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Experts explain how air pollution can cause some lung cancers


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Some air pollutants look like a “hidden killer” as they can cause a number of lung cancers in non-smokers, through a mechanism explained by a study published on Saturday, September 10, 2022. Understanding them is “an important step for science and society,” according to a group of experts.

Scientists from the Francis Crick Institute and University College London have shown that particulate matter (less than 2.5 microns, roughly equivalent to the diameter of a hair) that is considered a cause of climate change leads to cancerous changes in the cells of the respiratory system.

Fine particles found in exhaust gases, vehicle brake dust or fumes from fossil fuels can be likened to an “invisible killer,” Charles Swanton of the Francis Crick Institute, who presented the findings of the research, which has not yet been peer-reviewed, told AFP. During the annual conference of the European Society of Oncology, held in Paris until September 13.

Recalling that the harm of air pollution has been known for a long time, Professor Swanton pointed out that scientists were not “sure whether or how this pollution directly causes lung cancer.”

The researchers first studied data on more than 460,000 people from England, South Korea and Taiwan, and based on them showed an association between exposure to increased concentrations of fine particulate matter and an increased risk of lung cancer.

However, the most important discovery is the understanding of the mechanism through which these pollutants cause lung cancer in non-smokers.

The researchers demonstrated through laboratory studies on mice that the particles induced changes in two genes, the epidermal growth factor receptor (EGFR) and KRAS, which are already linked to lung cancer.

The researchers then analyzed about 250 samples of healthy human lung tissue that had never been exposed to carcinogens from tobacco or heavy pollution. Mutations in the EGFR gene appeared in 18 percent of the samples, and changes in KRAS in 33 percent of them.


Professor Swanton said: “These mutations may not be sufficient on their own to lead to cancer. But when a cell is exposed to contamination, it is likely to trigger some kind of” inflammatory reaction. He added that “the cell will lead to the emergence of cancer” if “it harbors a mutation.”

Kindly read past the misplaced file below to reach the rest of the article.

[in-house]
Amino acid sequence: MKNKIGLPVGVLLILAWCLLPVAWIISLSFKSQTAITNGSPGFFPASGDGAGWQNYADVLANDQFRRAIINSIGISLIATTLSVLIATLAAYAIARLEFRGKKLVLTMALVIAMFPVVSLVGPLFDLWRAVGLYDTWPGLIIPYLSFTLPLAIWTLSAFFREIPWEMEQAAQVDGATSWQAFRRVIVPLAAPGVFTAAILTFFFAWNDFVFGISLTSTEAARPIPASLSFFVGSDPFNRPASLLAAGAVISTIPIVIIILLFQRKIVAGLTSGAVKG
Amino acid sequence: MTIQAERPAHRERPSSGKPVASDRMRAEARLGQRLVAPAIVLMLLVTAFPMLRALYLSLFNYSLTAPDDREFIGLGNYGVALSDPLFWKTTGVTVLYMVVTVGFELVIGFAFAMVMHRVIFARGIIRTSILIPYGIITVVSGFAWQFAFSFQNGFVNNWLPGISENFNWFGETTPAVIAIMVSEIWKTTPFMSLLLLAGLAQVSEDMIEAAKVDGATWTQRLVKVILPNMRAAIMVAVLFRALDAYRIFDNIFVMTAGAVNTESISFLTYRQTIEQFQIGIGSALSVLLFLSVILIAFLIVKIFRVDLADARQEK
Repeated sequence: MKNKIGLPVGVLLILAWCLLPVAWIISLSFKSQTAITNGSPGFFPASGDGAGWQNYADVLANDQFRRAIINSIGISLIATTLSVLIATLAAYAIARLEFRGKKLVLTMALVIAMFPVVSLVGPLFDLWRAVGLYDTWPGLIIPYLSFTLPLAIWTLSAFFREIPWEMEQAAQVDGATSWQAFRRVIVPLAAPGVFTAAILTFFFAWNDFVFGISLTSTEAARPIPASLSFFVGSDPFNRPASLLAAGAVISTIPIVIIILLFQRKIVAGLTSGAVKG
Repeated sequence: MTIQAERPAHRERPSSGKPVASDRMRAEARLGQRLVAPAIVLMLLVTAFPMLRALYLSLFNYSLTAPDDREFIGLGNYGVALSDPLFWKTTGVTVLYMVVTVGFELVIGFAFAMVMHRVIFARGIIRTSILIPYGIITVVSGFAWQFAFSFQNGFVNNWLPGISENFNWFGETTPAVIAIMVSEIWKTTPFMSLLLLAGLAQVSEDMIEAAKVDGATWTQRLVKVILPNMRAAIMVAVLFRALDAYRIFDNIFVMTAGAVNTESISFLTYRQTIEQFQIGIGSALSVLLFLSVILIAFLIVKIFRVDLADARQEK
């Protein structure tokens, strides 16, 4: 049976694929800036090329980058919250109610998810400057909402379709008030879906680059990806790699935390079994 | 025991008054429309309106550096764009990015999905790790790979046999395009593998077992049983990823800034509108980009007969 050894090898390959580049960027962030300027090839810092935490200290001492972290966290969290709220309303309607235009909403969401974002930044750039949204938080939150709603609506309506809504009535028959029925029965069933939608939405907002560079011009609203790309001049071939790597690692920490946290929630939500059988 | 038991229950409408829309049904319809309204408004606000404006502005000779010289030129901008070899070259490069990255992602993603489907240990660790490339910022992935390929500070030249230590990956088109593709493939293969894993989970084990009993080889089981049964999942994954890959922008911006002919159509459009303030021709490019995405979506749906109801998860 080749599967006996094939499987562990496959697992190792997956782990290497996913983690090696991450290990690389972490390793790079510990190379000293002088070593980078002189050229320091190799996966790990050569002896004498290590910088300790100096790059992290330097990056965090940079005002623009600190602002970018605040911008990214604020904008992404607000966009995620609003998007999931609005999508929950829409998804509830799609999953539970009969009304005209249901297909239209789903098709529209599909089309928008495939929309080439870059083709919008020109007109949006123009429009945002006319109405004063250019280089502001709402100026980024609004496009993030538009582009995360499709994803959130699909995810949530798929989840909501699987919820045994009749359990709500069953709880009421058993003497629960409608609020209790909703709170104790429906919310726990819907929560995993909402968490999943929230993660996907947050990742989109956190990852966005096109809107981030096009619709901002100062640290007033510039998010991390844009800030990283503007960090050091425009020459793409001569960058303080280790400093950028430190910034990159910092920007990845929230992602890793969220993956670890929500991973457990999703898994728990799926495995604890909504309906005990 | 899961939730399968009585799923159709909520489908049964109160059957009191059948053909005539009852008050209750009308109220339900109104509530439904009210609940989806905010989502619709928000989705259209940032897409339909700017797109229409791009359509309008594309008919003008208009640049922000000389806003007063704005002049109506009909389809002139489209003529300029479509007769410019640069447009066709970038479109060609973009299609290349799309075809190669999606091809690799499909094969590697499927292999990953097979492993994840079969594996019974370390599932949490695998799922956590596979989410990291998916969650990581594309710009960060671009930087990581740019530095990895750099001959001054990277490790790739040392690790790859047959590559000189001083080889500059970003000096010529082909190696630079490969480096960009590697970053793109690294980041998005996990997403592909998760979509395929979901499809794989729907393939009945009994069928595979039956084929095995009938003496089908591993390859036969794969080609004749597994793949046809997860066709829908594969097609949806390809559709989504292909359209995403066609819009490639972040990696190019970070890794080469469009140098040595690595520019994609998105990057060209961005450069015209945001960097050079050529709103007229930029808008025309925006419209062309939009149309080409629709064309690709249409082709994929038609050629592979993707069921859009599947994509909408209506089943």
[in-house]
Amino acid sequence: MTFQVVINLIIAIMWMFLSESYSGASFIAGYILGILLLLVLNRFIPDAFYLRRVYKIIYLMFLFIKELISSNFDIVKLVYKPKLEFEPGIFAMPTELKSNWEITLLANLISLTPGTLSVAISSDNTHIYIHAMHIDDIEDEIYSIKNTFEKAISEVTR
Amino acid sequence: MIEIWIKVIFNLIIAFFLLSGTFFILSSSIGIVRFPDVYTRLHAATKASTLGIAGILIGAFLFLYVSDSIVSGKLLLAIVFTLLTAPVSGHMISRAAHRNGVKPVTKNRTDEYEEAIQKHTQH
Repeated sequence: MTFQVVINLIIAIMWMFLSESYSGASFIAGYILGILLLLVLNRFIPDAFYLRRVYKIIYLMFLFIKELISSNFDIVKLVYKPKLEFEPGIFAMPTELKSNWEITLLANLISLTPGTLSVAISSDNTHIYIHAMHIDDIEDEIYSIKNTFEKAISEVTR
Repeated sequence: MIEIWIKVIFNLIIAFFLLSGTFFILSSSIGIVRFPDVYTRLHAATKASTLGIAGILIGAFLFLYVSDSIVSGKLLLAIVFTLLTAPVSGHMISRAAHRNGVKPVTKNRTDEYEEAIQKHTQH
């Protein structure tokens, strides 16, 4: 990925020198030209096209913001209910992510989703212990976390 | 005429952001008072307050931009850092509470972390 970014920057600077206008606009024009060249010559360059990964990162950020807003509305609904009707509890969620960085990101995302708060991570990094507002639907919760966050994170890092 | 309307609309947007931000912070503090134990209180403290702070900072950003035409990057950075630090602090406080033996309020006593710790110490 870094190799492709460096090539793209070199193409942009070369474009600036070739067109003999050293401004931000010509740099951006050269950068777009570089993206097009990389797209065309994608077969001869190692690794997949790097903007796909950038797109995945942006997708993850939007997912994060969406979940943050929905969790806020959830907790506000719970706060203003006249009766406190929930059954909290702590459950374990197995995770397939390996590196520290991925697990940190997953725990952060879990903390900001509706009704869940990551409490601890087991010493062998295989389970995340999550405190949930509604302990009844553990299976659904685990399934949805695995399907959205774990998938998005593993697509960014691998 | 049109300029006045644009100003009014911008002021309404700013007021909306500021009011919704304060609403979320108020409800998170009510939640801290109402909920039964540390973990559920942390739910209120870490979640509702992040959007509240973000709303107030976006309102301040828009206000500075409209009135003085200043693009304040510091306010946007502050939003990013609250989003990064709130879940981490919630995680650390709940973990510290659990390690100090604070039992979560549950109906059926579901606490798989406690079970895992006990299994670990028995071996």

Swanton, who heads the main funder of the study, the “Cancer Research UK” center for cancer research, said that this study is “deciphering the biological mechanism of what was a mystery.”

It was believed that exposure to cancer-causing factors, such as those resulting from cigarette smoke or pollution, causes genetic mutations in cells, which makes them tumors and leads to their proliferation.

Suzette Delaloge, director of the Cancer Prevention Program at the Institut Gustave Rossi, said the study’s findings were a “revolutionary development” since “there was no evidence of this alternative carcinogenesis before.”

This oncology specialist, who was assigned to discuss the study during the conference, stressed that it is an “important step for science,” hoping that it will be “for society as well,” and considered that it “opens a wide door for knowledge, but also for prevention.”

Prof Swanton said the next step was to “understand why some altered lung cells turn cancerous after exposure to pollutants”.

A number of researchers highlighted that this study confirms that reducing air pollution is also important for health.

Professor Swanton said: “We have a choice whether we smoke or not, but we can’t choose the air we breathe. It is therefore a global problem given that more people are five times more likely to be exposed to unhealthy levels of pollution than are exposed to smoke from tobacco products.”

More than 90 percent of the world’s population is exposed to what the World Health Organization describes as excessive levels of particulate matter pollutants.

This research also offers hope for new methods of prevention and treatment.

Suzette Delalog indicated that it is possible to work on several methods of detection and prevention, but not in the short term, including the “personal assessment of exposure to pollutants”, and the detection – which is not yet possible – of the EGFR gene mutation, and so on.

As for Tony Mok of the University of Hong Kong, he was quoted in a statement by the European Society of Oncology as saying that this research is “as interesting as it is promising,” and considered that it allows “to think one day about searching for precancerous lesions in the lungs using medical imaging techniques, and then trying treated with medications such as interleukin-1 beta inhibitors.

Professor Swanton did not rule out the future of “molecular cancer prevention by means of pills, perhaps at the rate of one every day, to reduce the risk of cancer in high-risk areas.”

Merry C. Vega is a highly respected and accomplished news author. She began her career as a journalist, covering local news for a small-town newspaper. She quickly gained a reputation for her thorough reporting and ability to uncover the truth.

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